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Climate Change

New Analysis Projects State-by-State Temperature Increases

"If current trends continue, the weather and landscapes of the future will be nearly unrecognizable compared to what we are used to."

Jonathan Hoekstra, former director of climate change for The Nature Conservancy

What will temperatures be like in your state in 100 years? If current trends continue, chances are they’ll be much hotter than they are today — especially if you live in the American Midwest. 

A new analysis of U.S. climate projections from The Nature Conservancy finds that temperatures in the worst-hit states could be up to 10 degrees Fahrenheit hotter than present-day levels by the year 2100.

Kansas, Nebraska and other Great Plains states would be the hardest-hit by climbing temperatures, according to the analysis. But temperatures everywhere could rise by 3 degrees Fahrenheit or more, meaning all of us would feel the heavy impacts of climate change:

  • Hot summer temperatures could arrive three weeks earlier and last three weeks longer in the Northeast, with more days averaging above 100 degrees Fahrenheit.
  • In the Northwest, higher temperatures could contribute to earlier spring snowmelt, increasing the risk of forest fires and summer drought.
  • Water could become more and more scarce in the Southwest as temperatures climb and spring snowmelt declines.
  • Rising sea levels and increased storm surges could threaten low-lying coastal areas in the Southeast.

“If current trends continue, the weather and landscapes of the future will be nearly unrecognizable compared to what we are used to,” says Jonathan Hoekstra, former director of climate change for The Nature Conservancy.

And these changes would have significant impacts on people, nature and industries across the United States.

“If we don’t take strong action to confront the causes and consequences of climate change, the nation’s natural resources, economic stability and way of life will face serious threats in the coming years,” warns Hoekstra.

Impacts to Agriculture, Public Health and Wildlife

America’s heartland stands to suffer the most from climate change, according to the analysis — and with it, the nation’s food security and $200 billion agricultural industry:

  • In the agricultural states of the Great Plains, rising temperatures could cause shifts in the optimal zones for growing certain crops;
  • Milder winters and earlier springs could exacerbate outbreaks of insect pests; and
  • Water sources could become taxed as aquifers are depleted and soil moisture declines.

There and elsewhere, people would be at a greater risk of public health problems related to thicker smog and poorer air quality. Heavier rainstorms could overwhelm aging sewer systems, increasing the risk of disease outbreak and fouling streams and rivers.

Wildlife and plants will also feel the heat:

  • A 2.7 to 4.5 degree Fahrenheit increase in global average temperatures threatens to put 20 to 30 percent of the Earth’s plant and animal species at greater risk of extinction.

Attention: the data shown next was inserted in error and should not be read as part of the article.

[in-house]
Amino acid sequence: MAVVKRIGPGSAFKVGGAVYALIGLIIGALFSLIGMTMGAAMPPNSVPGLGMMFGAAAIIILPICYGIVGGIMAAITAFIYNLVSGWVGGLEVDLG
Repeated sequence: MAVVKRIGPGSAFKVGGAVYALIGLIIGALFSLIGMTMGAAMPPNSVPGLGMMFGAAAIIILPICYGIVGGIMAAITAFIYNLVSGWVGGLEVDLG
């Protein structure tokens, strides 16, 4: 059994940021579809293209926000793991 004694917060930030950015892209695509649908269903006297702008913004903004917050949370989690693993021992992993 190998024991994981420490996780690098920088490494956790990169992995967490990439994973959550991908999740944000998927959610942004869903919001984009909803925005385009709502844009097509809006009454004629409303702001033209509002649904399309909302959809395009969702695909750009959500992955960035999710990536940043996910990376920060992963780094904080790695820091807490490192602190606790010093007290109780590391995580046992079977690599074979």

• Many U.S. states could lose their official birds as they move out of state in search of cooler climates — including the Baltimore oriole of Maryland, black-capped chickadee of Massachusetts and the American goldfinch of Iowa.
  • Species like the rare Canadian lynx could become at risk of extinction because the snowpack where they hunt hares would melt away, while the cold clear waters of blue-ribbon trout streams could overheat.

If average temperatures increase more than 3.6 degrees Fahrenheit (2 degrees Celsius), many scientists say that impacts to the Earth’s lands, waters, wildlife and human communities may be irreversible.

Is There Any Hope?

Yes — if we take immediate and strong action to confront the causes and consequences of climate change.

The Nature Conservancy is working across the United States and around the world to ensure that nature plays an essential role in the urgent search for climate change solutions. We are:

  • Reducing greenhouse gas emissions by protecting, restoring and sustainably managing forests and other ecosystems. The Conservancy’s Noel Kempff forest carbon project in Bolivia is keeping 5.8 million tons of carbon dioxide emissions out of the atmosphere. Projects in Indonesia, Brazil, California and Mississippi will do even more.
  • Helping people and wildlife to be less vulnerable to climate impacts by making the natural systems they rely on more resilient. From fishing villages in Kimbe Bay, Papua New Guinea, to the Hudson River Valley in New York, the Conservancy is bringing people together and applying our science-based conservation methods to ensure that essential habitats will be there for people, despite likely climate changes.
  • Building the political and social will to address the threat of climate change and to make nature part of climate change solutions. Achieving strong emissions reductions from all emitters is critical to protecting biodiversity and the natural places that support human well-being. The Conservancy is working with others to promote practical policies that use market-based incentives to spur innovation and meet emissions reductions goals at the lowest possible cost.

“By immediately and significantly lowering our carbon emissions, and protecting and strengthening our natural resources so they can survive the impacts of climate change,” says Hoekstra, “we can ensure nature continues to provide us with the food, water, shelter and income we all rely on for survival.”

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